Tuesday, September 17, 2013

How a story about Prostate Cancer Will Appear In Modesto Bee When I Gave Up

For many months I've been writing our local paper the Modesto Bee asking them to do a story about prostate cancer. I wrote letters to many reporters. When one responded,  I asked my Publicist to contact the Bee. I thought a Publicist would get the results I was unable to obtain. He requests were also ignored. I wasn't ready to quit so I wrote a letter to the opinion column hoping to get my letter about prostate cancer published. My letter was not chosen to appear in the paper.

Next I went on-line to ask people to write a letter to the Editor hoping that there would be strength in numbers. When all my attempts failed, I comforted myself by telling myself I’d fought the good fight. I congratulated myself for the many different and creative ways I tried to get our paper to do a story about prostate cancer. I committed myself to trying again next year for Prostate Cancer Awareness Month 2014

On the day I made peace with giving up, a Modesto Bee Reporter who was helping me place an ad in the paper gave me the suggestion to call the Editor directly. I thought I have nothing to lose, so I placed the call. I didn't expect anything to happen. A few hours later a Modesto Bee Reporter called me. I told why I thought I would be important for the Modesto Bee to write a story about prostate cancer. I shared the statistic that 1 in 6 men will receive this diagnosis in their lifetime and with early detection prostate cancer can be cured. I shared my belief that a story in the Modesto Bee would save many lives. To my surprise he agreed to do a story about prostate cancer. I hung up from that phone call amazed that my final effort resulted in success.  A verse from this poem came to my mind:

“And many a fellow turns about
When he might have won, had he stuck it out;”

Just as I was ready to quit, I decided one more try and that try resulted in SUCCESS. So I decided to include the whole poem in this blog. If you are struggling with anything I hope this poem will encourage you.

When things go wrong as they sometimes will,
 When the road you are trudging seems all uphill;
 When the funds are low, and the debts are high,
 And you want to smile, but you have to sigh;
 When care is pressing you down a bit -
 Rest if you must, but don't quit. 

 Life is queer with its twists and turns,
 As every one of us sometimes learns;
 And many a fellow turns about
 When he might have won, had he stuck it out;
 Don't give up though the pace seems slow;
 You may well succeed with another blow.

 Often the goal is nearer than
 It seems to a faint and faltering man;
 Often the struggler has given up
 When he might have captured the Victor's cup!
 And he learned too late, when the night came down,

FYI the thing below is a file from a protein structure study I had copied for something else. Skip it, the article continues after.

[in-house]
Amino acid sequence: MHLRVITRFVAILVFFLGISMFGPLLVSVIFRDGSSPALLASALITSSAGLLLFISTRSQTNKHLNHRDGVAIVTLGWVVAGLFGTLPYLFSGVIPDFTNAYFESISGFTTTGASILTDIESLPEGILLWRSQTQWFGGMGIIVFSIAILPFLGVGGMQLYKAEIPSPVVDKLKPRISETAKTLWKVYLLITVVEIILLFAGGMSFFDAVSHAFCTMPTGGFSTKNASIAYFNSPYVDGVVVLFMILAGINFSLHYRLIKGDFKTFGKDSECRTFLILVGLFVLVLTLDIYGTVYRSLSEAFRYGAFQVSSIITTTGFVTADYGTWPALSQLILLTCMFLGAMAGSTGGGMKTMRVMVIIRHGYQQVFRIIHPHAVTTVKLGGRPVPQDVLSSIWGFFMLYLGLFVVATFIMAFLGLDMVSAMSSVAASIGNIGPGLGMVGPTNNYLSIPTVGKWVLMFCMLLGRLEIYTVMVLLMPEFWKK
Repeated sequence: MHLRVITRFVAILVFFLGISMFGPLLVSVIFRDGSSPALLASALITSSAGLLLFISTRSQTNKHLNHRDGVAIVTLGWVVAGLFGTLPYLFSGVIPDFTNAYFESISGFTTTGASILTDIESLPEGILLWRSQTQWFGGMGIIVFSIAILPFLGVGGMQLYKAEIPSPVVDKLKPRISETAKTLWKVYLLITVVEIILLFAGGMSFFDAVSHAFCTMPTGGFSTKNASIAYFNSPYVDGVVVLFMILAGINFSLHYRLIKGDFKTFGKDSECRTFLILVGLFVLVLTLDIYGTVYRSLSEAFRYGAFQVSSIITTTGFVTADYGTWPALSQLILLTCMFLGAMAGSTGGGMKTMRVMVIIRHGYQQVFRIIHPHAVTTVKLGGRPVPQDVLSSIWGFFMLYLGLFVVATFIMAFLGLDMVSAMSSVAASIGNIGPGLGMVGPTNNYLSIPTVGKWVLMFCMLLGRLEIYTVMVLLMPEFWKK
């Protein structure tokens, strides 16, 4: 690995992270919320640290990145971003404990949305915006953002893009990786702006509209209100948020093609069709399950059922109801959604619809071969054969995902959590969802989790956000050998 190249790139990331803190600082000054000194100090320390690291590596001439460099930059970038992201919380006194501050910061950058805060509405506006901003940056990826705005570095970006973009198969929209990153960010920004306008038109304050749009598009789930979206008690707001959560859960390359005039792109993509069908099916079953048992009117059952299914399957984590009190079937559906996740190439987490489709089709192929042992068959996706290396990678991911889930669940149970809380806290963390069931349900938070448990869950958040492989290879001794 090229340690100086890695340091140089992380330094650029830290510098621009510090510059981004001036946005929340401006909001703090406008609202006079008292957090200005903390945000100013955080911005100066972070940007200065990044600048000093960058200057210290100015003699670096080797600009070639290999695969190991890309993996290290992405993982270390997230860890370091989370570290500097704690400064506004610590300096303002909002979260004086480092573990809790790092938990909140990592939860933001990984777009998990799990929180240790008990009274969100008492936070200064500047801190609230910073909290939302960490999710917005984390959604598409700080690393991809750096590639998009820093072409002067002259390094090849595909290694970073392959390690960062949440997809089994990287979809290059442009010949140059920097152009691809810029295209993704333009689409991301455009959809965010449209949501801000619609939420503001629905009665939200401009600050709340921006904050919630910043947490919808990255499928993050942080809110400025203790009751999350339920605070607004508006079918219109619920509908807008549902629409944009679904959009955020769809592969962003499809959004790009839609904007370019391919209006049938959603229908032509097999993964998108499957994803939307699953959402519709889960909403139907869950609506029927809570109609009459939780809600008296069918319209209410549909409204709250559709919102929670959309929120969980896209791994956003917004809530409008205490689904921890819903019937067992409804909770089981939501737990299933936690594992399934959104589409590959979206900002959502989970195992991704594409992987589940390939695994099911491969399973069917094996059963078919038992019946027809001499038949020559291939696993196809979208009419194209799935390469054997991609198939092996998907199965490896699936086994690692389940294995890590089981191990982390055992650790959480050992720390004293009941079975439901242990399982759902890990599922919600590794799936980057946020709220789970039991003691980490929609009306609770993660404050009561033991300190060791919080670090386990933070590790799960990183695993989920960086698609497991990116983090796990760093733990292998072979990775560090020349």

How close he was to the golden crown.

 Success is failure turned inside out,
 The silver tint of the clouds of doubt.
 And you never can tell how close you are
 If may be near, when it seems afar.
 So stick to the fight when you are hardest hit,
 It is when things seem worst you must not quit. 

 Author : Unknown

Thursday, September 5, 2013

National Prostate Cancer Awareness Month Sept 2013

I never knew that September is National Prostate Cancer Awareness Month until a year after I was diagnosed with prostate cancer. Fortunately, I’ve had yearly PSA tests and yearly rectal exams for more than a decade. I must confess at the time I thought it was a waste of time, money, and a whole lot of discomfort to be checked every year since I never considered it possible that I’d end up with prostate cancer. I wonder if most men who are diagnosed with prostate cancer are as shocked as I was when I received the news.

For most of us who get this news, our prior experiences with cancer will have a huge effect on how we receive this news and how we will react as well. Unfortunately for me, I’ve had experience as a medical social worker and my wife has experience as an Oncology nurse. The both of us have witnessed many people die of cancer related illnesses.

The words came to my mind when I was told I had cancer. Those were pain, suffering and death. I wanted every single cancer cell out of my body as soon as possible. Since I’m a high tech fan the idea of robotic surgery appealed to me. I had no idea how surgery changes your life forever.  That said, knowing what I know today, I’d do the same thing.

Not every man feels that way. Here’s what a man wrote on a prostate cancer support forum after his surgery:
I found out I had PC Feb. 2011. May 9 2011 I under went a radical prostectomy. Worst decision I ever made. 2 years later I still suffer from the side effects of the surgery. My life has change forever. I'll never be the same again. I am in a deep depression and forever will be. I would NOT suggest surgery to anyone. There are other alternatives to consider. Please don't make the same mistake I did.

This man is in serious psychological pain and believes his life was ruined forever, even though he’s been cured of prostate cancer.  I can’t stress this enough, if you’ve been diagnosed with prostate cancer take your time, do your research and decide whether or not aggressive treatment is necessary. Many men do very well with active surveillance and dietary changes.

One in six men will receive the diagnosis of prostate cancer. This is a very treatable disease when it is diagnosed early. Therefore it’s important for every man over fifty, (age forty if prostate cancer runs in your family) to get both a PSA test and a digital rectal exam yearly. In honor of National Prostate Cancer Awareness Month if you are over fifty make an appointment, get your PSA and the digital rectal exam. The life you save may be your own.

If you want more information about prostate cancer and/or robotic surgery visit my website at:
My website